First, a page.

The BBC (ibid) candidly report that “some young people, especially of South Asian background, are tricked into visiting their family’s country of origin for a holiday, only to find that there are plans to get them married there.” It is of course transparent that forced marriages are also taking place in the UK without the need of an international element.
“They may be isolated, have no access to money, telephones or their passports, and their movement will be restricted. The local British embassy will get involved if the victim – or someone they know – informs them or the UK’s Forced Marriage Unit about their situation.
“Making the contact may involve some risk for the victim hence under-reporting is fairly common.”
The Universal Declaration of Human Rights (UDHR 1948), specifically refers to one’s right to enter a marriage “with free and full consent” (Article 16 (2)). However, some ethnic communities do feel that their cultural practices trump the law.
In Sri Lanka, media notably account that “forced marriages destroy mutual respect and trust“; however many families push their offspring into forced marriages. The Sri Lankan newspaper, Daily Mirror, has a poignant article on forced marriages and that women and and girls cannot be disposable. The article (ibid) tells the tale of a young woman who was pushed into a forced marriage by her mother, to find herself sexually, emotionally and physically abused by her husband who turned out to be an alcoholic. What strikes me the most is that the sad tale of this young woman’s plight is cyclic, with the article reading: “the saddest thing about Lalani’s story is its wider significance for all of us as members of Sri Lankan society, because her experience is not exceptional.”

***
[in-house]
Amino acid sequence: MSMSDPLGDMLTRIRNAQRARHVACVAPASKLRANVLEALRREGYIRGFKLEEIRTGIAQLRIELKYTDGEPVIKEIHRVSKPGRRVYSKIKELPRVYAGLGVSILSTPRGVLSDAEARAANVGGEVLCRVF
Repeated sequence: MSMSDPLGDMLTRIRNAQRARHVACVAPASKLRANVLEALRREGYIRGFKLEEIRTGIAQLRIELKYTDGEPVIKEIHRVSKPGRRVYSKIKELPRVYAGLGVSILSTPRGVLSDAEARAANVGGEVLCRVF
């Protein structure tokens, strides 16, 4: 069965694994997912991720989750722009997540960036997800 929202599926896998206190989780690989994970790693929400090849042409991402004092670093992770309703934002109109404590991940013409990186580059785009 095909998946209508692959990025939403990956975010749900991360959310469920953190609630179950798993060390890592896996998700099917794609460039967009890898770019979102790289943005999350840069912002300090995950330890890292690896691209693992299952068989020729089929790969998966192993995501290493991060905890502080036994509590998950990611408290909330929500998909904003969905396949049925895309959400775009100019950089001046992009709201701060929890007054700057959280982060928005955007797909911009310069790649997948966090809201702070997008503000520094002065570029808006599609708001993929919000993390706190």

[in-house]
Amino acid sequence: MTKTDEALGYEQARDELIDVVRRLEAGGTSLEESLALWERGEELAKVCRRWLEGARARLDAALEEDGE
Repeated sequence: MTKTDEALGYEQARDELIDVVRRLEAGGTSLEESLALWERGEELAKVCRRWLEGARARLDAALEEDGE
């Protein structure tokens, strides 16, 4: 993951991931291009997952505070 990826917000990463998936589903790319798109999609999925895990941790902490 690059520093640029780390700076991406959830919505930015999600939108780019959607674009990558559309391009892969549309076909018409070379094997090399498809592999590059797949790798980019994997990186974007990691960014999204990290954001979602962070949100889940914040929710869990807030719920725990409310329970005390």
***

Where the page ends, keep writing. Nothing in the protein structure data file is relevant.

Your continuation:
The tale of Lalani in Sri Lanka is one that is happening to Sri Lankan men and women, in the UK. This can no longer remain a mere oversight and family in the Sri Lankan diaspora in the Western world need to be held accountable for their actions of forcing adults – and the impact it bears on the intended spouse and their family – into marriages. This qualm is applicable to all families proceeding with forced marriages, irrespective of ethnicity and location in the world.
Cultural pressures from extended family members should also be mentioned at this point. Some families endure extensive pressure from family, friends and even their cultural community at large, to have their children married by a certain age, to a certain family, etc. Such pressure is then forced upon a child, by their parents, to get married – purely to uphold the status quo and honour in the community. This is wholly despicable and cultural considerations should never trump the law.